iPhone Legacy Contacts: How To Use Digital Legacy

The feature lets you pass your digital info on to loved ones when you die.

Wondering about iPhone Legacy Contacts? You’re not alone! Apple finally introduced a Legacy Contact feature with iOS 15.2. The feature was first unveiled at WWDC in June 2021, but didn’t get released with iOS 15.0. Instead, it was delayed until iOS 15.2.

Legacy Contacts is now live in iOS and allows users to pass on their digital legacy to another upon their death. Here’s what you need to know…

What Is a Digital Legacy?

At its simplest, a legacy is something someone leaves behind. This could be the impact of our actions on future generations, or something more material, like the house we built or the books we’ve written. 

When legacies are material, they can be passed down to others upon the person’s death. This is most often done in the form of wills, which stipulate to who you leave your various assets. 

But with the advent of the digital age – and the internet particularly – many of us started accumulating digital legacies – that is, non-physical digital assets. This may be something simple like a digital journal we keep online or the messages history we have with our close friends. But digital assets could also include things like emails, health data, and even calendar events.

iPhone Legacy Contacts: How To Use Digital LegacyPin
Image: Apple

When we’re alive, these digital assets are protected by passwords and biometrics specifically so no one but us can access our personal data. But when we die, our loved ones might need access to our digital assets for personal or legal reasons. But if we die without giving them the password to our data, they’re out of luck.

That’s where Apple’s Legacy Contact feature in iOS 15.2 comes in.

What Is A Legacy Contact?

Apple defines a Legacy Contact as “someone you choose to have access to the data in your Apple account after your death.”

In other words, the Legacy Contact is anyone you choose – it doesn’t have to be a biological or marital relative – who will get access to your select Apple data after your death.

What Data Can Your Legacy Contact Access?

Here’s what Apple says is included when a Legacy Contact is granted access to your data:

  • iCloud Photos
  • Notes
  • Mail
  • Contacts
  • Calendars
  • Reminders
  • Messages in iCloud
  • Call history
  • Files stored in iCloud Drive
  • Health Data
  • Voice Memos
  • Safari Bookmarks and Reading List
  • iCloud Backup

What Data Will A Legacy Contact NOT Be Able To Access?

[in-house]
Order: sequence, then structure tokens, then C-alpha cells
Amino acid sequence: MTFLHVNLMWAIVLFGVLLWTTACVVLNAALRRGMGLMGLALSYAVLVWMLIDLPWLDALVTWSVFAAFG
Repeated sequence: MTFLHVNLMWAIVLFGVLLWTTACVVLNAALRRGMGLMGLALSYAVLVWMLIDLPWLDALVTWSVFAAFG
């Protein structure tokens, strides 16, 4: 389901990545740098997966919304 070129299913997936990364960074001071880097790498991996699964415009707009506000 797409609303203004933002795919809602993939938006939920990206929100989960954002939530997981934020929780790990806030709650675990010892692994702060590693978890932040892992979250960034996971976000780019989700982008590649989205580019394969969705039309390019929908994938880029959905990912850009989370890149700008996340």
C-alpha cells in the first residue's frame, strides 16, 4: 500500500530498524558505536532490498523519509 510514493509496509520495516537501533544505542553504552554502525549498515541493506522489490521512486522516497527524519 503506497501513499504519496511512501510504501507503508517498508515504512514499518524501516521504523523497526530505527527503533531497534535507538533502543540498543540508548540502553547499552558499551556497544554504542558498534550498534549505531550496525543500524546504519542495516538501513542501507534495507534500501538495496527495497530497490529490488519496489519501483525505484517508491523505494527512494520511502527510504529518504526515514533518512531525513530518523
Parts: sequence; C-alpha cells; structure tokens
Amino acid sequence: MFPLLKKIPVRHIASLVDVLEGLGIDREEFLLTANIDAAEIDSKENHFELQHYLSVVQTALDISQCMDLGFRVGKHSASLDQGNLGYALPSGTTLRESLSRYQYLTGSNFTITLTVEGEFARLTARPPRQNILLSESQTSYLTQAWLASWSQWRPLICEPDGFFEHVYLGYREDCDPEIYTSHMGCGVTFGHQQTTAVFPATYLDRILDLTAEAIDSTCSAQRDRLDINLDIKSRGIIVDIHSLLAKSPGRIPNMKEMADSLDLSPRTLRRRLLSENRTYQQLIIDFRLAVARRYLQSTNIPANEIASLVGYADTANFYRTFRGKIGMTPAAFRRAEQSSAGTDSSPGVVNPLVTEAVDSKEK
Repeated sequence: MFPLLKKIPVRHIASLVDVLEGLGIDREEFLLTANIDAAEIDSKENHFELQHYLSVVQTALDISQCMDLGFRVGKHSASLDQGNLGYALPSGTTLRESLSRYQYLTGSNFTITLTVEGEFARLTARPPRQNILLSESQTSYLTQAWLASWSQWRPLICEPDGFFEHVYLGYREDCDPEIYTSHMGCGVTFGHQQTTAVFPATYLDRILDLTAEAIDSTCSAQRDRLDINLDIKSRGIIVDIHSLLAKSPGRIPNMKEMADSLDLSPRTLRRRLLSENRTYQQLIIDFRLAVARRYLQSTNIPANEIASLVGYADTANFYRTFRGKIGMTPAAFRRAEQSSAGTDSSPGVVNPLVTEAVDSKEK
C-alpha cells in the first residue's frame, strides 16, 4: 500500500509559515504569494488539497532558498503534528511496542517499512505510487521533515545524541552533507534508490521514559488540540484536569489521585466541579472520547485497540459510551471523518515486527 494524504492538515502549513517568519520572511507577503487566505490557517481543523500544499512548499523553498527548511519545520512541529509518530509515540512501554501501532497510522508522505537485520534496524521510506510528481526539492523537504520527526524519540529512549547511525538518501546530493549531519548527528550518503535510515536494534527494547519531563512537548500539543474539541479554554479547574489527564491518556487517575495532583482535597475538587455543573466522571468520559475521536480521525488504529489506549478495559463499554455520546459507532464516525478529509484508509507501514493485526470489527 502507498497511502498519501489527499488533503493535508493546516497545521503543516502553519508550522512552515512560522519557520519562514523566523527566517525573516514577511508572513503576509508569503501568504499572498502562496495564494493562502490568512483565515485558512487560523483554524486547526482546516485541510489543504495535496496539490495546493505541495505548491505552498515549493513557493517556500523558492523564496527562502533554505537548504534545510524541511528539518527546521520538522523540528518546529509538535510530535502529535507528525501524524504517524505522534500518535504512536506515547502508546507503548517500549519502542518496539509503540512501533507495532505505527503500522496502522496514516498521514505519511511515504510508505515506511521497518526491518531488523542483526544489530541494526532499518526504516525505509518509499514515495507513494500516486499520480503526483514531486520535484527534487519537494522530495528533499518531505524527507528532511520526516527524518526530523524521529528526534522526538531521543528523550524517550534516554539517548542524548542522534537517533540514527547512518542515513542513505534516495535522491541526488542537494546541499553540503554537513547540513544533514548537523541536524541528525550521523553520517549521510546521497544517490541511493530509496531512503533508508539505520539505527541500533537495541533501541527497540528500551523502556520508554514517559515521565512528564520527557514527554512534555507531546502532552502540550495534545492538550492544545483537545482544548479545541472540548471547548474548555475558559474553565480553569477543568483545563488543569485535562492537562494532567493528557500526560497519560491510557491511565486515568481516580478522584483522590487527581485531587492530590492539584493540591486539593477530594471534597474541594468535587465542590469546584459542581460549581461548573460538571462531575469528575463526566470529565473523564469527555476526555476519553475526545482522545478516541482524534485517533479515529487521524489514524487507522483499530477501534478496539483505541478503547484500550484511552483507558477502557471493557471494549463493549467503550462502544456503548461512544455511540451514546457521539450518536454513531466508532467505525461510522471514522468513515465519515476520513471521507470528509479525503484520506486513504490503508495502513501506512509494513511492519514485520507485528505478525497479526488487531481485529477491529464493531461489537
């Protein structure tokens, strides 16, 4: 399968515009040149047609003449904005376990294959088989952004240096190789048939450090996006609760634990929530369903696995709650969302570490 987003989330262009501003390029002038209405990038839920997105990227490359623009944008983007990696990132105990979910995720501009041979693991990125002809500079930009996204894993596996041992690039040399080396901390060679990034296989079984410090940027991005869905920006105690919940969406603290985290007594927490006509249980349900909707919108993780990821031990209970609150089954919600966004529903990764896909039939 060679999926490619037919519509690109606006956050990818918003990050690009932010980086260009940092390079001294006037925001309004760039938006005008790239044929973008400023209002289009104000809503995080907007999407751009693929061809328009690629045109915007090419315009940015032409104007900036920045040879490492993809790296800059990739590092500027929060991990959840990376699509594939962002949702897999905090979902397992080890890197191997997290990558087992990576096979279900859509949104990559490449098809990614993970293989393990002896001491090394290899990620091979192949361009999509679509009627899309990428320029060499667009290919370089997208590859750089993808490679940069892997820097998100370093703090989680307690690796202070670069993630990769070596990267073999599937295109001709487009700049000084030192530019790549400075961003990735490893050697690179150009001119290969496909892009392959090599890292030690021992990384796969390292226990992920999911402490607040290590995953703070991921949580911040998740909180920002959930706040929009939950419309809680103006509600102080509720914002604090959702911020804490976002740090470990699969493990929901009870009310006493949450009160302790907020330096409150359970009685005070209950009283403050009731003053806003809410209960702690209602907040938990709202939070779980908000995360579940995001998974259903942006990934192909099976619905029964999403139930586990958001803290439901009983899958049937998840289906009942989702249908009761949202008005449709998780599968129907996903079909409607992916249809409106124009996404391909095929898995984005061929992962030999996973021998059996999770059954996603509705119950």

Apple says the following information will not be accessible to a Legacy Contact:

  • Purchased movies, music, and books
  • In-app purchases, including in-game credits/currency
  • Apple Pay payment card information
  • Keychain content, that is, the user’s passwords for websites, apps, and Wi-Fi networks
iPhone Legacy Contacts: How To Use Digital LegacyPin
Image: Apple

How To Set Up A Legacy Contact In iOS 15.2 And Later

Setting up a Legacy Contact is pretty easy. Here’s how:

  1. Tap Settings.
  2. Tap your name.
  3. Tap Password & Security.
  4. Tap Legacy Contact.
  5. Tap Add Legacy Contact.
  6. If you’re in a Family Group, tap anyone from the shown list. Or, tap Choose Someone else to select someone else from your Contacts.
  7. After you’ve added the Legacy Contact, you’ll be provided with the Access Key you need to give them. Only when the Legacy Contact can provide both your death certificate and your Access Key will they be given access to your Apple data.

You can send your selected Legacy Contact the Access Key via Messages if they are using iOS 15.2, iPadOS 15.2, or macOS 12.1 or later. Alternately you can print out a physical copy of the Access Key and give it to them that way.

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Michael Grothaus

Michael Grothaus is an American author and journalist with a flair for exploring the intersection of technology, creativity, and digital culture. With a background in film, journalism, and creative writing, he brings a unique perspective to the world of mobile technology. His work has been featured in renowned publications like Fast Company, The Guardian, and Engadget. At KnowYourMobile, Michael leverages his extensive knowledge to guide readers through the complexities of mobile devices, helping them make informed choices in the fast-paced tech landscape.

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